29 Jul 2017

How each UK newsroom visualised the General Election in different ways

General Elections are a time when all UK - and many international - newsrooms get to roll out the best of their data, graphics, development and innovation teams to cover a key political event.

We all create some graphics that are the same, or at least very similar, to cover the key statistics of the results night. These include some form of bar chart to show the total number of seats; a map to show the geographical distribution of the vote; and usually another bar chart or similar graphic to show the total vote share and swing between parties.

But the most interesting things for me, as a data journalist, are what the newsrooms do differently.

How did each individual team think to innovate and change how they cover the election? How did they learn from what every team did in the last election? And how have we all collectively, in the data and graphics community, developed political reporting further?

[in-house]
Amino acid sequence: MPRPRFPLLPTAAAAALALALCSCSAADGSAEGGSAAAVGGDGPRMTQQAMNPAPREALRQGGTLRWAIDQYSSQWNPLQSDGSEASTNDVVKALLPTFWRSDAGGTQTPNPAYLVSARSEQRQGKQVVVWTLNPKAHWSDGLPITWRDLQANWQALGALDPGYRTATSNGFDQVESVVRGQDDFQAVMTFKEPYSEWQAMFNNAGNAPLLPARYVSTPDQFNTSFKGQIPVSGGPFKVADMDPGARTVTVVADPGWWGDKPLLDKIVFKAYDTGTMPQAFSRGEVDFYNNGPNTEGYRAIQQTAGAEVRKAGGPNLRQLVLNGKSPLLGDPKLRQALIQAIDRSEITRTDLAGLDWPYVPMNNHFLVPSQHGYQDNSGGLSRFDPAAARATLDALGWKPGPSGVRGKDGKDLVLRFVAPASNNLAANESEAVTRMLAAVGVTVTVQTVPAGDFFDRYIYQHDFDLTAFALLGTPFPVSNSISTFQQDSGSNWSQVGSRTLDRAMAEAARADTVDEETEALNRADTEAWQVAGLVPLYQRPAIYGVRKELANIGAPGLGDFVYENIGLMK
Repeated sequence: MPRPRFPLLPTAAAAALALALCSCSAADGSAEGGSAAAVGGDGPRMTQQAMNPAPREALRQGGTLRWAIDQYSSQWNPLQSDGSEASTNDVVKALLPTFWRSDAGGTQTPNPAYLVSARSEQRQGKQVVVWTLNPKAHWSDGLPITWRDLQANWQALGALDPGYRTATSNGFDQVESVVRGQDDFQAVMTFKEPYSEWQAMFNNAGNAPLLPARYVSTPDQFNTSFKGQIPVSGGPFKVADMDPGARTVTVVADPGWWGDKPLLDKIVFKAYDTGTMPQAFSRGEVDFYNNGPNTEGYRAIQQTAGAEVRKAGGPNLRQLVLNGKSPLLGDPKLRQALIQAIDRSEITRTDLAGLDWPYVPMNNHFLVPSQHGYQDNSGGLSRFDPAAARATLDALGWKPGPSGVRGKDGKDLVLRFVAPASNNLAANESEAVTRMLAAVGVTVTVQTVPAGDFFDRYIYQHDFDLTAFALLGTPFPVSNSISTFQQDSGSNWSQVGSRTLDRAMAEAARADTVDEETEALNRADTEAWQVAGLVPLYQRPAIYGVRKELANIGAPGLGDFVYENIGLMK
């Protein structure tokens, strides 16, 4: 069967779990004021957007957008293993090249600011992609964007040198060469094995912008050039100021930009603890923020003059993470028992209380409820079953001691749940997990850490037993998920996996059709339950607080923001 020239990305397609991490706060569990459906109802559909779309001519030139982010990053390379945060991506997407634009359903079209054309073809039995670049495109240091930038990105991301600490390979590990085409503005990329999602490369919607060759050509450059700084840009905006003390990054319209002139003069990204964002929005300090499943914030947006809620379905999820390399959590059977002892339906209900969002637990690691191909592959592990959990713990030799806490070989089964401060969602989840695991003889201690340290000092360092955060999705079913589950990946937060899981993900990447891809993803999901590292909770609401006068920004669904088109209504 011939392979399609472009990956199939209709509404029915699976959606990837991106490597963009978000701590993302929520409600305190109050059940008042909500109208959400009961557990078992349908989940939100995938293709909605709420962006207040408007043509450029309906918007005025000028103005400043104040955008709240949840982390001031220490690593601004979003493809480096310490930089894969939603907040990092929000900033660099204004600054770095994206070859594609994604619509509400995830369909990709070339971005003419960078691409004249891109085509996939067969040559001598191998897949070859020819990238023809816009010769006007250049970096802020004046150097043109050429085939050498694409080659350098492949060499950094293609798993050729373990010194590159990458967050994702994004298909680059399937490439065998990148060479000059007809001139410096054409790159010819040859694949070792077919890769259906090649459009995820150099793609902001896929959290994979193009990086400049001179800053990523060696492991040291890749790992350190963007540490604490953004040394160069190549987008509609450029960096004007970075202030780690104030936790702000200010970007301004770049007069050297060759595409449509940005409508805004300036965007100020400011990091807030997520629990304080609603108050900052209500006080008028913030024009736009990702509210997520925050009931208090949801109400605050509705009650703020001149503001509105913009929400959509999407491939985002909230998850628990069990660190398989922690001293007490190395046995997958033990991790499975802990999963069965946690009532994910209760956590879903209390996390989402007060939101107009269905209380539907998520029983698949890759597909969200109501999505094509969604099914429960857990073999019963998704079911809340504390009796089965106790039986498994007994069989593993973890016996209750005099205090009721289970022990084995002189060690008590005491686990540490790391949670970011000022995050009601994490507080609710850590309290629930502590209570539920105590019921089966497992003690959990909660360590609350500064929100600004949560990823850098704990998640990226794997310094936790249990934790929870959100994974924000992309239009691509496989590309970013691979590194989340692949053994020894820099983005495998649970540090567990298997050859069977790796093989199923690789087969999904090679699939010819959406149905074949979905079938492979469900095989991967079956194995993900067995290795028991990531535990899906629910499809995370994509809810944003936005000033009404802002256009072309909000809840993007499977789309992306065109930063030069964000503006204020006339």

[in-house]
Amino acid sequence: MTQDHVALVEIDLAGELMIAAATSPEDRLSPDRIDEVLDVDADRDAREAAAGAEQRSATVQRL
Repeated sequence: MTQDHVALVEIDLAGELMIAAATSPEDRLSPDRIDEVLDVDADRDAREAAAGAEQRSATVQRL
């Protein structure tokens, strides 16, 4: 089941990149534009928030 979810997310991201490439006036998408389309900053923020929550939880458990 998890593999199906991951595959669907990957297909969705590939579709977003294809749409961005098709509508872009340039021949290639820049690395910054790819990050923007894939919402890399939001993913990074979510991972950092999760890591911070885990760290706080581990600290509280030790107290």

And also - how did each newsroom do all of this on the strict deadline of weeks that a snap election gives us?

The FT's slope charts were a great way of showing swing

The FT's team created several slope charts in their General Election results page, which helped tell the individual stories of constituencies: who won them; whether they swung; and how big the movement was in them.

Not only did they use slope charts to highlight the swing at a national level, but the graphics were also used for individual constituencies.

Their results page immediately highlights some of the key highlights of the night, with slope charts accurately and quickly portraying, for example, Kensington's shock swing from Conservative to the Labour.

It shows the huge gap between the two major parties and the razor-thin gap between them after the election in Kensington. The slope chart highlights this movement accurately in an easy-to-understand way, and is probably the best way I saw of visualising such movement in the election.